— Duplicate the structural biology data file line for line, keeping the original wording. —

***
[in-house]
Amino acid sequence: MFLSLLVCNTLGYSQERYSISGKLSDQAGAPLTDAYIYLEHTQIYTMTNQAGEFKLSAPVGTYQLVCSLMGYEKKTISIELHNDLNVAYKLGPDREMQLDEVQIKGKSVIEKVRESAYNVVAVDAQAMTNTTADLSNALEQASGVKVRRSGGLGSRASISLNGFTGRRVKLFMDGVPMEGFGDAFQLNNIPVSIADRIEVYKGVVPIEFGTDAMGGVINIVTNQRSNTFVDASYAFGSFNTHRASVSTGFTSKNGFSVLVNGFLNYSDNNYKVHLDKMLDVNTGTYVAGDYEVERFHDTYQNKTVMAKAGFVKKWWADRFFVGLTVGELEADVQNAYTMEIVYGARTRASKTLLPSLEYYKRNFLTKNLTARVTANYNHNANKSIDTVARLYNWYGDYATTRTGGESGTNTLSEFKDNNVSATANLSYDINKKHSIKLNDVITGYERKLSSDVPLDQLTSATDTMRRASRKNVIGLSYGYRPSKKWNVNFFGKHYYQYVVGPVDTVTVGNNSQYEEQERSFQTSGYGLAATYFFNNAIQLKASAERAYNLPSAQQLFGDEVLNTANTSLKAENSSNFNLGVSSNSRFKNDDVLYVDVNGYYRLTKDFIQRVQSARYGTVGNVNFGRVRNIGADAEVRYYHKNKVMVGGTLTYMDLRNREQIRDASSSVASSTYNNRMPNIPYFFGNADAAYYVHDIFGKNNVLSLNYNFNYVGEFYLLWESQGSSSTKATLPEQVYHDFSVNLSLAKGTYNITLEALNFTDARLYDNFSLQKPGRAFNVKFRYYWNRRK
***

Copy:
[in-house]
Amino acid sequence: MFLSLLVCNTLGYSQERYSISGKLSDQAGAPLTDAYIYLEHTQIYTMTNQAGEFKLSAPVGTYQLVCSLMGYEKKTISIELHNDLNVAYKLGPDREMQLDEVQIKGKSVIEKVRESAYNVVAVDAQAMTNTTADLSNALEQASGVKVRRSGGLGSRASISLNGFTGRRVKLFMDGVPMEGFGDAFQLNNIPVSIADRIEVYKGVVPIEFGTDAMGGVINIVTNQRSNTFVDASYAFGSFNTHRASVSTGFTSKNGFSVLVNGFLNYSDNNYKVHLDKMLDVNTGTYVAGDYEVERFHDTYQNKTVMAKAGFVKKWWADRFFVGLTVGELEADVQNAYTMEIVYGARTRASKTLLPSLEYYKRNFLTKNLTARVTANYNHNANKSIDTVARLYNWYGDYATTRTGGESGTNTLSEFKDNNVSATANLSYDINKKHSIKLNDVITGYERKLSSDVPLDQLTSATDTMRRASRKNVIGLSYGYRPSKKWNVNFFGKHYYQYVVGPVDTVTVGNNSQYEEQERSFQTSGYGLAATYFFNNAIQLKASAERAYNLPSAQQLFGDEVLNTANTSLKAENSSNFNLGVSSNSRFKNDDVLYVDVNGYYRLTKDFIQRVQSARYGTVGNVNFGRVRNIGADAEVRYYHKNKVMVGGTLTYMDLRNREQIRDASSSVASSTYNNRMPNIPYFFGNADAAYYVHDIFGKNNVLSLNYNFNYVGEFYLLWESQGSSSTKATLPEQVYHDFSVNLSLAKGTYNITLEALNFTDARLYDNFSLQKPGRAFNVKFRYYWNRRK